The ousted Libyan dictator Muammar Gadaffi and his sons may have evaded capture by fleeing through waterpipes large enough to hide military vehicles, rebel commanders believe.
The pipes of the Great Manmade River project, designed to supply Libyan coastal cities with water from a huge natural reservoir beneath the desert, are up to 13ft in diameter, the largest built. They would provide excellent cover from Nato spy planes, which have joined the hunt for Gadaffi in the past week, according to two senior advisers on the rebel military council in Tripoli.
Gadaffi’s greatest engineering feat runs for 328 miles south from the town of Bani Walid, southeast of Tripoli, to a point just north of the oasis town of Sabha. It could double as an underground bunker for the scud missiles, rocket launchers and grad missiles that Gadaffi is still believed to possess, the advisers said.
Rebels believe that Gadaffi, whom they say was last seen making a telephone call from Bani Walid’s small airport, has fled through the pipes towards Sabha while thousands of Libyan army soldiers block the rebels’ advance south.
The $33 billion (£20 billion) pipeline project was begun in 1984 and three of its five phases are complete, supplying water to much of the country. But supplies to western Libya, including Tripoli, were shut down on August 21, fuelling speculation that the fleeing dictator had a military purpose for the network.
During the past week rebel forces have massed on the outskirts of Bani Walid.
They have been pursuing the former Libyan leader and his sons since storming the capital on August 20. But days of heavy fighting in Tripoli, followed by a flurry of negotiations between the rebels, tribal elders and the Gadaffi family slowed down the hunt as Nato monitored Libyan troop movements in the south of the country.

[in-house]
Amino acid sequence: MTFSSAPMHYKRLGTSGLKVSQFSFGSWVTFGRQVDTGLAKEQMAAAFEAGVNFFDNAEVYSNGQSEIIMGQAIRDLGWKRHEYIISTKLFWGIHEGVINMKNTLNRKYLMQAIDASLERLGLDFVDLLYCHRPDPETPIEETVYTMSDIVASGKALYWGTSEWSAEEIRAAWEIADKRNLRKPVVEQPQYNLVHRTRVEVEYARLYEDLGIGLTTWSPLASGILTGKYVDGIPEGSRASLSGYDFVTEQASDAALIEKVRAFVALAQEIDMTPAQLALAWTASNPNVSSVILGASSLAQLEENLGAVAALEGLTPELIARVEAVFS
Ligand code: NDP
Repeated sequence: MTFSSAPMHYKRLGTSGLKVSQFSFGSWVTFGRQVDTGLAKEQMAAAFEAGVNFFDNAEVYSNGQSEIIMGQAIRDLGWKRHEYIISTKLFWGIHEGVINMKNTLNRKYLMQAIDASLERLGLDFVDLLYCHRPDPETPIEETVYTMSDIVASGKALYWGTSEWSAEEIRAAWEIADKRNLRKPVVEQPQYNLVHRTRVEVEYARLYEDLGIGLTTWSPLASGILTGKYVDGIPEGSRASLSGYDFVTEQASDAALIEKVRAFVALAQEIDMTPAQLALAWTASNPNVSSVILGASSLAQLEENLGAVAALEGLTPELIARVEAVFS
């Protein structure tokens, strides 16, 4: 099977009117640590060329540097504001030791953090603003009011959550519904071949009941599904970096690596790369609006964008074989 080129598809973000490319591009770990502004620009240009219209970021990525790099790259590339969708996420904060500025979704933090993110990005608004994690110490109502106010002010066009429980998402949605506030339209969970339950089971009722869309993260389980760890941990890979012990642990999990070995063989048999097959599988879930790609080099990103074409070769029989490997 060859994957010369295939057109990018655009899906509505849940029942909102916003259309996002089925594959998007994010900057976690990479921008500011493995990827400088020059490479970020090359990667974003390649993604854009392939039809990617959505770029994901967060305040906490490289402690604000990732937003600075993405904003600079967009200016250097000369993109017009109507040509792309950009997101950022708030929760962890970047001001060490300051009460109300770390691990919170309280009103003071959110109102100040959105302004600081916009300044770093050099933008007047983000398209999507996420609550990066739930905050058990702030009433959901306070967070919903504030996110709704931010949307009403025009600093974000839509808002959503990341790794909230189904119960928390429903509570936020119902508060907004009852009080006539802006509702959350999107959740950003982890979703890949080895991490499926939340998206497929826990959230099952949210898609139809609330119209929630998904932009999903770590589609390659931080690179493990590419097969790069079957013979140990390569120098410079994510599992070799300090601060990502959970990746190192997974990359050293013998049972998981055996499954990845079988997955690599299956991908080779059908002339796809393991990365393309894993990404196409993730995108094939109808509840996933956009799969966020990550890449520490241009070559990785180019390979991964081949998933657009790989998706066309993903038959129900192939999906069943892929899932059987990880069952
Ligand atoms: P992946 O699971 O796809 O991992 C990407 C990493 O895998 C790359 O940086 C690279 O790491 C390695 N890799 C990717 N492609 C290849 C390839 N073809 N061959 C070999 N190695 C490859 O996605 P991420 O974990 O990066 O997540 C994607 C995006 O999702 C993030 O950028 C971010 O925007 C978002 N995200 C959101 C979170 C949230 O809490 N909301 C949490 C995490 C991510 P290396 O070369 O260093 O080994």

Gadaffi’s wife Safia, his daughter Aisha and sons Mohammed and Hannibal fled last week to Algeria. Rebel commanders believe there is still a chance that Gadaffi himself and at least two other sons at large in Libya — Saif al-Islam and Saadi — will surrender. Others say Gadaffi will have used this week’s lull in fighting to move closer to the borders with Niger, Chad, Algeria and Sudan.
“He’s wily like a fox,” said one adviser to Mehdi al-Harati, second-in-command of the Tripoli military council. “We always knew this would be his tactic, but we’re worried about causing civilian casualties in some of these towns. It may spark tribal war if we went in heavy-handed.”
As they pushed into Tripoli, rebel commanders expected Gadaffi to embroil them in street fighting while making his escape.
On August 25 rebel forces were still pinned down in the capital’s poorer neighbourhoods of Bosleem and Al Hadba, which are renowned for harbouring pro-Gadaffi loyalists.
Fighting also erupted in the nearby zoo, with rebels using machineguns mounted on pick-ups to fight army troops among the trees.
Further resistance sprang up as the rebels continued to push the Libyan army towards the southern outskirts of the city. Snipers and African mercenaries were said to have held up the rebels, allowing the Gadaffis to make a protected withdrawal.
The following day, as fighting continued to rage in the two neighbourhoods, Muammar Gadaffi drove into the headquarters of the Khamis Brigade in southern Tripoli, according to one adviser linked with Nato intelligence.
There he met his son Khamis and pregnant daughter Aisha.
They kept their meeting short as rebels encircled the headquarters. While machinegunners laid down covering fire, Gadaffi and Aisha jumped into two Toyota Land Cruisers and sped south in a 30-car convoy, the adviser said.